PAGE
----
Teams running two-week sprints might be tempted to hold all sprint 
boundary meetings in one day. In other words, start the day with the review, 
then the retrospective; after lunch do sprint planning parts 1 and 2. The 
thinking is to get all the meetings out of the way and have 9 full days to do 
the work. In my experience there are two problems with this approach:
✦ The team does not get that these meetings are part of the work—in fact 
the most important part to get right!
✦ During the last part of the day—sprint planning 2—the team is brain-dead.
Yet, as always, let the team try it out if they so wish!
Sprint Planning - Part 1
Part 1 of sprint planning (SP1) is really a detailed requirements workshop. The product 
owner presents the set of features he would like and the team asks questions to 
understand the requirements in sufficient detail to enable them to commit to delivering 
the feature during the sprint. The team alone decides what it can deliver in the sprint, 
taking into account the sprint duration, the size and current capabilities of its 
members, its definition of DONE, any known holidays or leave days and any actions it 
committed to during the retrospective held just prior this meeting.
The product owner must be present during this meeting to lead the team in the right 
direction and to answer questions—and they will have many. The ScrumMaster must 
ensure that any other stakeholder needed to help the team understand the 
requirements is present or on call.
Any new backlog items for inclusion in the current sprint and not previously estimated 
will be sized immediately during this meeting. This not, however, an excuse to avoid 
grooming the backlog—see below!
At the end of SP1 the team commits to the Product Owner what they believe they can 
deliver in the form of running tested features. An experienced team may use historic 
velocity as a predictor (‘yesterday’s weather’). This is known as velocity-based 
planning. My recommendation to most teams is to do commitment-based planning. 
The backlog items the team has committed to is called the selected product backlog.
Sprint Planning - Part 2
If part 1 is a requirements workshop, part 2 of sprint planning (SP2) is a design 
workshop. In this session the team collaborates to create a high-level design of the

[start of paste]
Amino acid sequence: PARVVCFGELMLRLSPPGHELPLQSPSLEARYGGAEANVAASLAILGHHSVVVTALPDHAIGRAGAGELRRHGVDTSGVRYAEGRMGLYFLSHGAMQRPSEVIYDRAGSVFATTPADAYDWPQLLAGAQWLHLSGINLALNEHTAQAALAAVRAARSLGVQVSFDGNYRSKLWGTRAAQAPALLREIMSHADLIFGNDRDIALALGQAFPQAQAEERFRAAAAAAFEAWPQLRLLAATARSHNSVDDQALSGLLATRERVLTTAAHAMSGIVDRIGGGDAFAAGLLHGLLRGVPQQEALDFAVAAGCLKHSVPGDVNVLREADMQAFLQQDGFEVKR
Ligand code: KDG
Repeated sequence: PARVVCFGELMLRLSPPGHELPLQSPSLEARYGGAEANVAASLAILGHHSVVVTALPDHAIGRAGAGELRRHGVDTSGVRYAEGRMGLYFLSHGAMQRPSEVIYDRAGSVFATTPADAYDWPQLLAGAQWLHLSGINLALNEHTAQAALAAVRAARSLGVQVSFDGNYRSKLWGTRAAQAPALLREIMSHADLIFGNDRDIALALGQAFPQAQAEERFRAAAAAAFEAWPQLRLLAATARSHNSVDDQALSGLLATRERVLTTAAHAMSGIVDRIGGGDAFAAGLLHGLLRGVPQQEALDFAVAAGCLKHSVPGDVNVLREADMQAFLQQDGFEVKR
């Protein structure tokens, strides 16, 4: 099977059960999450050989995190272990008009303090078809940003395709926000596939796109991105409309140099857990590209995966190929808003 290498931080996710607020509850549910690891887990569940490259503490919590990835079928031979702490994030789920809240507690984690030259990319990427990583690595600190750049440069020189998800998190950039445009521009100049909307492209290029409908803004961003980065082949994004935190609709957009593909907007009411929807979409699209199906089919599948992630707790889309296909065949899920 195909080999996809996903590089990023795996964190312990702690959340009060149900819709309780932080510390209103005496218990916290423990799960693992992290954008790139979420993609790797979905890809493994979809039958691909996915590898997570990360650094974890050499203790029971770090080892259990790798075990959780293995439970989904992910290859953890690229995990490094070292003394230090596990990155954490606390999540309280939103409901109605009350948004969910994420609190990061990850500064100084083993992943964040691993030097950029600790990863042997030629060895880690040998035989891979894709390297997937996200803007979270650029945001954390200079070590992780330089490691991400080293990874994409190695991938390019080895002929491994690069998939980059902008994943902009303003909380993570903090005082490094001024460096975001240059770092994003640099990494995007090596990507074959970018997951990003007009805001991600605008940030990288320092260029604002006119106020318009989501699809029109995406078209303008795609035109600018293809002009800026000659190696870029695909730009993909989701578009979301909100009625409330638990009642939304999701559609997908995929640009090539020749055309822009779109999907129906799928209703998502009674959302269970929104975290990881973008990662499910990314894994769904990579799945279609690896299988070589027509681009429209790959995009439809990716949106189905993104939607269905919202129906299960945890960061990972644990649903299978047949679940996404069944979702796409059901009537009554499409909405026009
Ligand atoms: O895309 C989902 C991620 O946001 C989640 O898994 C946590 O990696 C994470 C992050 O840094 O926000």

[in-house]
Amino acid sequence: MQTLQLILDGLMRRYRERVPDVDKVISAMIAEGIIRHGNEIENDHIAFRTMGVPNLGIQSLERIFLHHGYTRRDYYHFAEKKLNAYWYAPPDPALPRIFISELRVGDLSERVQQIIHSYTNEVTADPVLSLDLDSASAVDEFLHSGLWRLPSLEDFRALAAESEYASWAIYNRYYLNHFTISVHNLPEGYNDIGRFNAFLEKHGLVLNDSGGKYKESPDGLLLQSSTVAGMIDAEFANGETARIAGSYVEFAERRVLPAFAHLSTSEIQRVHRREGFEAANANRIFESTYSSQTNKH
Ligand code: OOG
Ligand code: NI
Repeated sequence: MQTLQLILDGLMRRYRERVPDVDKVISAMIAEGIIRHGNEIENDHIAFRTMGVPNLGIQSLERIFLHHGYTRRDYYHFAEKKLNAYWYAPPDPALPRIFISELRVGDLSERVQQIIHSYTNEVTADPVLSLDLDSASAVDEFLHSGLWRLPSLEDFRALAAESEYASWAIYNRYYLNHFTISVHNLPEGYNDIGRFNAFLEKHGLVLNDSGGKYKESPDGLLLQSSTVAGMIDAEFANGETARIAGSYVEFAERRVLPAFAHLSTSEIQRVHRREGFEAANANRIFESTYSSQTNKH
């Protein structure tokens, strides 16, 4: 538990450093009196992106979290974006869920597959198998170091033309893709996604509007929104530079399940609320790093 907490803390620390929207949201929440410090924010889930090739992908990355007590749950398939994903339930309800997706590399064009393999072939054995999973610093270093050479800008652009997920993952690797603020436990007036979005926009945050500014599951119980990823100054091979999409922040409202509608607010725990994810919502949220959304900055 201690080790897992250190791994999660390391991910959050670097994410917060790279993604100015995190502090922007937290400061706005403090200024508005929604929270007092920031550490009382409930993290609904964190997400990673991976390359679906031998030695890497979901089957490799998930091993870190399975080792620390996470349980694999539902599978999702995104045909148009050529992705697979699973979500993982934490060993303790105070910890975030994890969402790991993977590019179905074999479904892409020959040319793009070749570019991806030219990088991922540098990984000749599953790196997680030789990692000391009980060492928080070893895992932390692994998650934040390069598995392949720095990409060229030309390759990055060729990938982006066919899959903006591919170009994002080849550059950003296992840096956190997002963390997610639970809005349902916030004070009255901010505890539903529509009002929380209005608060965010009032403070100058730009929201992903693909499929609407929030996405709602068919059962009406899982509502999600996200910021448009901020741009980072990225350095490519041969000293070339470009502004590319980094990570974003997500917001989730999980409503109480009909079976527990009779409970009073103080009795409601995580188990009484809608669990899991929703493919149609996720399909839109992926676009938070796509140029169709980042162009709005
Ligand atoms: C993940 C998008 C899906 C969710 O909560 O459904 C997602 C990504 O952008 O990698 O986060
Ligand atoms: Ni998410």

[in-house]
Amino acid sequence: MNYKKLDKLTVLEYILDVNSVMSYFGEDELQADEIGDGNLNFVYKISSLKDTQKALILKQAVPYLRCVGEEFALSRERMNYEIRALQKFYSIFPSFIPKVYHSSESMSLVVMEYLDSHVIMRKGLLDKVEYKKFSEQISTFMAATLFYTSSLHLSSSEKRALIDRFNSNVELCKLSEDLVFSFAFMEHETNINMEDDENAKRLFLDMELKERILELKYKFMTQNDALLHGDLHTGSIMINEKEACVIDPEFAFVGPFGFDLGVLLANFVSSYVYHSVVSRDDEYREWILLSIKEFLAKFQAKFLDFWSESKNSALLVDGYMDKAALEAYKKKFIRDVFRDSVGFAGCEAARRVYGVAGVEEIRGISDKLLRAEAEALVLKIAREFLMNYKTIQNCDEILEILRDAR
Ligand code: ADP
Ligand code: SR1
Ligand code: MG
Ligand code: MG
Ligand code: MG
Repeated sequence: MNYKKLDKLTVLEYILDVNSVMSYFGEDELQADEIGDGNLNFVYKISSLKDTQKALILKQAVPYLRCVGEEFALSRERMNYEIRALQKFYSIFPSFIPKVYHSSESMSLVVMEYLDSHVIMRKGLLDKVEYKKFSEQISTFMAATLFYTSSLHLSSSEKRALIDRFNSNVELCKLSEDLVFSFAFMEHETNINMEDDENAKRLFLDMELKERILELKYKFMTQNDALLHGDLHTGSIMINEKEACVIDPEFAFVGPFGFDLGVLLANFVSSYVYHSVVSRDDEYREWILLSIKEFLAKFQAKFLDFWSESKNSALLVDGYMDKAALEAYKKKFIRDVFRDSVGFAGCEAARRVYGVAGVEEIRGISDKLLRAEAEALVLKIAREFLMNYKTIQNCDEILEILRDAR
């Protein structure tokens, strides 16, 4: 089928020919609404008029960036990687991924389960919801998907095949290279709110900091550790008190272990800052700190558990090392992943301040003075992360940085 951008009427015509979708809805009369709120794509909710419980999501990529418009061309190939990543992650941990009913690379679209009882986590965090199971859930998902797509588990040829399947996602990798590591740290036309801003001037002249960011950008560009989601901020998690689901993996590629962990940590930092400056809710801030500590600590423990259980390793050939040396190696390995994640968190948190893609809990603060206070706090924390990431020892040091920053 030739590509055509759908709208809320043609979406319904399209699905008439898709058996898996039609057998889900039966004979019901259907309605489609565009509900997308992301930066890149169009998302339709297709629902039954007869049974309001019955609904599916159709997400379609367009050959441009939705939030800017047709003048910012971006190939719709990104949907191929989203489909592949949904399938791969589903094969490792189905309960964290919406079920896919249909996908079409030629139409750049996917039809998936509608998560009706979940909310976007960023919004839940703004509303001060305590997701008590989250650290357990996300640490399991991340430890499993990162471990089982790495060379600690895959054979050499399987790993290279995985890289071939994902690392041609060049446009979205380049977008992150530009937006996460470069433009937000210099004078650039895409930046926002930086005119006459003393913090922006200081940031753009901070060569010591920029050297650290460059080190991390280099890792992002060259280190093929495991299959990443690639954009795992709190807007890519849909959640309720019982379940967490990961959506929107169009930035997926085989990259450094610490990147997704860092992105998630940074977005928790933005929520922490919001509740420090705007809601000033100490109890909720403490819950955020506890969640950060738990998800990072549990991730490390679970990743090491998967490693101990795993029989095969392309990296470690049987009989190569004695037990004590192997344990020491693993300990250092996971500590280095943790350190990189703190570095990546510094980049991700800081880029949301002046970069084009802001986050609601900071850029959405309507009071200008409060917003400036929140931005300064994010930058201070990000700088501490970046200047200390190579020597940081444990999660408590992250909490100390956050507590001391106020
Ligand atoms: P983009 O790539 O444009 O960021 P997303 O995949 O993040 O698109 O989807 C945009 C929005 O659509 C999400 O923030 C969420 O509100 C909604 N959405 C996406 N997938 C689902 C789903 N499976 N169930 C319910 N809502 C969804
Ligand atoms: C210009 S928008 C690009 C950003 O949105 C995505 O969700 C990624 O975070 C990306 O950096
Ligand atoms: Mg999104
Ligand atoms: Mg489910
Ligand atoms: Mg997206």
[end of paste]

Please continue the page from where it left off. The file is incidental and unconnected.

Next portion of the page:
features it has committed to deliver. An outcome of this session is the sprint backlog, 
or the list of tasks that the team collectively needs to execute in order to turn the items 
in the selected product backlog into running tested features. This set of tasks is called 
the sprint backlog and is most often represented on a physical task board.
During SP2 the team may have additional questions regarding the requirements. The 
ScrumMaster must ensure that the Product Owner and, if necessary, other 
stakeholders are on call to answer them.
Design, as everything else in Agile, is emergent. Also, the meeting is time-boxed. So it 
is normal that the team won’t get the design perfectly done in this session and will 
discover more tasks during the sprint. This is not a sign that something is wrong. They 
will simply grab a post-it note and pen and create more tasks whenever necessary 
during the sprint.

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You will know that SP2 is working when the team is gathered together 
around the white board discussing noisily or even arguing about the ‘best’ or 
‘right’ way to implement a feature.
Daily Scrum Meeting
The daily Scrum meeting is one of the three primary inspect and adapt points in 
Scrum. The team meets to communicate and synchronise its work. Since the team is 
collaborating, this is essential to ensuring continued progress and avoiding work 
blockages. The team will also continuously assess its own progress towards achieving 
its sprint goal.
The daily Scrum meeting is NOT for reporting progress to the ScrumMaster or Product 
Owner or anyone else. The Product Owner may attend